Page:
Some 83,000 low-income seniors who were denied their guaranteed income supplement (GIS) for up to seven years will not get any interest on the missing retirement money, even though government bureaucrats are responsible for the problem.
The government is sending out at least $245 million worth of GIS cheques by the end of next month, with a few individuals getting between $20,000 and $40,000 in back payments. Some people are owed money retroactive to 2008, with the average repayment about $6,000.
An internal document obtained by CBC News under the Access to Information Act shows the late payments, affecting seniors largely in Ontario and the western provinces, were partly the result of "misunderstandings by officials in various … processing centres."
But the department says there will be no compensation for failing to deliver years' worth of cheques.
"Interest is not paid on retroactive benefit payments," Julia Sullivan, spokeswoman for Families, Children and Social Development, said in an email.
The legislation that governs GIS payments, known as the Old Age Security (OAS) Act, gives the minister discretion about whether to take "remedial action" to compensate anyone improperly denied benefits because of an "administrative error."
Review process updated
Eligibility for GIS is largely determined automatically through income data supplied by the Canada Revenue Agency, affecting some 1.6 million recipients, but about 100,000 files must be reviewed manually to determine eligibility.
The back payment problem was discovered in late April last year as a new computer system was being installed to end the manual review process. Officials learned that 140,000 people had never been reviewed, some cases dating back to 2008.
The department found that 43,000 of those were in fact not eligible for GIS, but 83,000 had indeed been denied their benefits. Officials are still reviewing the cases of another 12,000 people, which means the $245 million in total backdated benefits is likely to rise.
'Reaction by clients has been positive.' –Internal memo to clerk of Privy Council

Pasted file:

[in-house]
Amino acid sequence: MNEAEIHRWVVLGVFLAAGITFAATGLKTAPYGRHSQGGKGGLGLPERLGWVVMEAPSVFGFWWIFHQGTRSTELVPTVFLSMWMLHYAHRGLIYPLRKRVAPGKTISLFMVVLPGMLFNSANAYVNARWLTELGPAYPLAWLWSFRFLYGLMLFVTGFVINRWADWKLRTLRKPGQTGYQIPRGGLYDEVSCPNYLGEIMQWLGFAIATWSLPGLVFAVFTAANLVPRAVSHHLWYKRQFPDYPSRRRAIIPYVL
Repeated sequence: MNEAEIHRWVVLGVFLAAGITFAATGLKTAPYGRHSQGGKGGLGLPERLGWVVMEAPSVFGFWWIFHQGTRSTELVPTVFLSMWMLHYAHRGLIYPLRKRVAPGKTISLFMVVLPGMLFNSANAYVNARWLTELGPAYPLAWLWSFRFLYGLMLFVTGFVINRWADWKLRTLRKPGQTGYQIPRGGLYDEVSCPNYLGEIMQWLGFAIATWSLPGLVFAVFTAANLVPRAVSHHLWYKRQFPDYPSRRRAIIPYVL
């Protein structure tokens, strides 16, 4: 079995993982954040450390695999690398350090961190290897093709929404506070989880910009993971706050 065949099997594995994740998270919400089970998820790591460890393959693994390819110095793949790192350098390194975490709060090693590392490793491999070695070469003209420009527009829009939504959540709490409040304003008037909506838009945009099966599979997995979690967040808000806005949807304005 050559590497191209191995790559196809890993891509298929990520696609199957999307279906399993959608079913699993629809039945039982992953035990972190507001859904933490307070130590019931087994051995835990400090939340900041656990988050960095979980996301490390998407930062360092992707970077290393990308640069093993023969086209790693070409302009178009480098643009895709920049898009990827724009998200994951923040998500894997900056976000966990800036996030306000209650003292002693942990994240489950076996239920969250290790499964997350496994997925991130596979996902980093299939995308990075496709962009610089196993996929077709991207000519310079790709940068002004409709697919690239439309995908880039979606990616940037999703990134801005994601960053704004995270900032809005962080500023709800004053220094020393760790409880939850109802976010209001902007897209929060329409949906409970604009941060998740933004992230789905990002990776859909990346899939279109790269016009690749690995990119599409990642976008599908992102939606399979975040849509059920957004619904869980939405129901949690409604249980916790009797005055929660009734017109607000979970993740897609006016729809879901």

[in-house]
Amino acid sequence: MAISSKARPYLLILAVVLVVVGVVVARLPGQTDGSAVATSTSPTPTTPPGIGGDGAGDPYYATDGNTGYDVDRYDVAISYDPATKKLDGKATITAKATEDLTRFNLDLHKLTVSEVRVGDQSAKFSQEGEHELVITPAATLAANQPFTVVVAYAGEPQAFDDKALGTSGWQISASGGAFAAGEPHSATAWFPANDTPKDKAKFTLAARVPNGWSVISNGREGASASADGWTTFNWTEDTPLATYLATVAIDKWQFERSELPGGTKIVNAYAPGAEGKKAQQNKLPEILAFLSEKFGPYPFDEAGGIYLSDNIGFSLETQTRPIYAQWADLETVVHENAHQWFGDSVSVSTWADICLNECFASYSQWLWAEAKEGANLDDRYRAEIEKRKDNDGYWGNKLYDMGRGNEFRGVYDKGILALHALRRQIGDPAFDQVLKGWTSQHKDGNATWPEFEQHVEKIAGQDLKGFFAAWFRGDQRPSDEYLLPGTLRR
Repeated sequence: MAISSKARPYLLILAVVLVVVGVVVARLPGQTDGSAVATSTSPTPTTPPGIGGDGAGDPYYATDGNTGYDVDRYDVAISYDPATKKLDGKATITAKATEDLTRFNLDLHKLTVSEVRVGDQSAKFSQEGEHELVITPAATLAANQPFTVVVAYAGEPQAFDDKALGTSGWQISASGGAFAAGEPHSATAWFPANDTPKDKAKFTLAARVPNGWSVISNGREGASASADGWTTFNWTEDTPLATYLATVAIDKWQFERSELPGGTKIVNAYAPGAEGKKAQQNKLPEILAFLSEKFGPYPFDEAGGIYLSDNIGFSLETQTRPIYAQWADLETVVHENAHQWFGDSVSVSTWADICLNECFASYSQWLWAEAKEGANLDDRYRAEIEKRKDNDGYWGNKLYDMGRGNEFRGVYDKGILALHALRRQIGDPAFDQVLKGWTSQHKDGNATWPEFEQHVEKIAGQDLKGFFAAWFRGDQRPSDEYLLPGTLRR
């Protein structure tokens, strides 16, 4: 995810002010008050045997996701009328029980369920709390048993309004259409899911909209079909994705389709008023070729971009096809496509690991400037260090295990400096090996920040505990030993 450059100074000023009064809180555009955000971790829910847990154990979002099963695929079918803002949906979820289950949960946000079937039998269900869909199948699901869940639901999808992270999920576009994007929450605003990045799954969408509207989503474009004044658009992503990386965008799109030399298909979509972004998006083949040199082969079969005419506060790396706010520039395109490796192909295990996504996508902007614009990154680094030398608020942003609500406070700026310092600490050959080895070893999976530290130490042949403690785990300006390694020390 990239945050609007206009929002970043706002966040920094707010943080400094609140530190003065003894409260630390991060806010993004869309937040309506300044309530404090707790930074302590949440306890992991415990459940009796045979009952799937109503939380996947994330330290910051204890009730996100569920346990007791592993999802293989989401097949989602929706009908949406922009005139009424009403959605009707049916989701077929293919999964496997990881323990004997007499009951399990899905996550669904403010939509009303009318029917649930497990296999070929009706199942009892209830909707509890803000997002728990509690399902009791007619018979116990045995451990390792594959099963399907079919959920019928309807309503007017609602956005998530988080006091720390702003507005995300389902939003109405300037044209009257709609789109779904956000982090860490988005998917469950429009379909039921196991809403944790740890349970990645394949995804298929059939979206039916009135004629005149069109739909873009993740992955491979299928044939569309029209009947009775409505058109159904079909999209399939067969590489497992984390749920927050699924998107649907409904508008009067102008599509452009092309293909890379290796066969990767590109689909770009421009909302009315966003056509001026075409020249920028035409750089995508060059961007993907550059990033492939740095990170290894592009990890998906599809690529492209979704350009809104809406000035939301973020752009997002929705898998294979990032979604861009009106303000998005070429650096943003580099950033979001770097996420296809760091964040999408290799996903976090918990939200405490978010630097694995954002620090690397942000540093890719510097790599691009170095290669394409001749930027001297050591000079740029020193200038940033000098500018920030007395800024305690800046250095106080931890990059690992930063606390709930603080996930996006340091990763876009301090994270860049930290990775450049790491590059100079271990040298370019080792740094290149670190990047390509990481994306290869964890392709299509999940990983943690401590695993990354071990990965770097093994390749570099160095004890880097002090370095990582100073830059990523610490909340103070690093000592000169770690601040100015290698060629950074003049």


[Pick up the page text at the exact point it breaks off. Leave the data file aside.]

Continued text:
The liability was a late inclusion in the 2014-15 Public Accounts of Canada, though not reported as a separate line item.
The problem was considered serious enough that the clerk of the Privy Council, Canada's top federal public servant, was briefed extensively about the problem during the election campaign last August.
"Phone calls are being made, in addition to letters, for those seniors receiving more than $10,000," a memo to then clerk Janice Charette said. "Reaction by clients has been positive."
Provinces were notified about the problem last August, since receipt of a GIS cheque often triggers other provincially paid benefits, such as prescription drug programs, long-term care eligibility and at least four other types of benefits. In addition, a large cheque suddenly delivered to a low-income senior can put at risk eligibility for some benefits.
"We continue to work in collaboration with [the provinces] to assess and mitigate potential impacts on affected seniors," Sullivan said.
2nd payment gaffe
Mathieu Filion, spokesman for new Liberal minister Jean-Yves Duclos, said the minister has "insisted" that the department complete the review and reimbursement process by the end of March this year.
The payment gaffe is the second by the department in the last year. Officials identified another "system anomaly" last February that had been withholding employment insurance money from about 800 needy families in each year since 2007.
The money was supposed to be paid as a family supplement to top up EI claimants whose household income, including spousal income, was no higher than $25,921.
In the EI case, low-income families were shortchanged about $35 a week, with a total cost to restore the missing money to the affected families at $1.7 million. No interest was paid on those missing amounts either.
The GIS program pays about $10.1 billion each year to low-income retirees, most of whom are women. The non-taxable monthly cheques, paid to those also receiving Old Age Security, are indexed to inflation. The monthly amount can be as high as $773.60, depending on circumstances.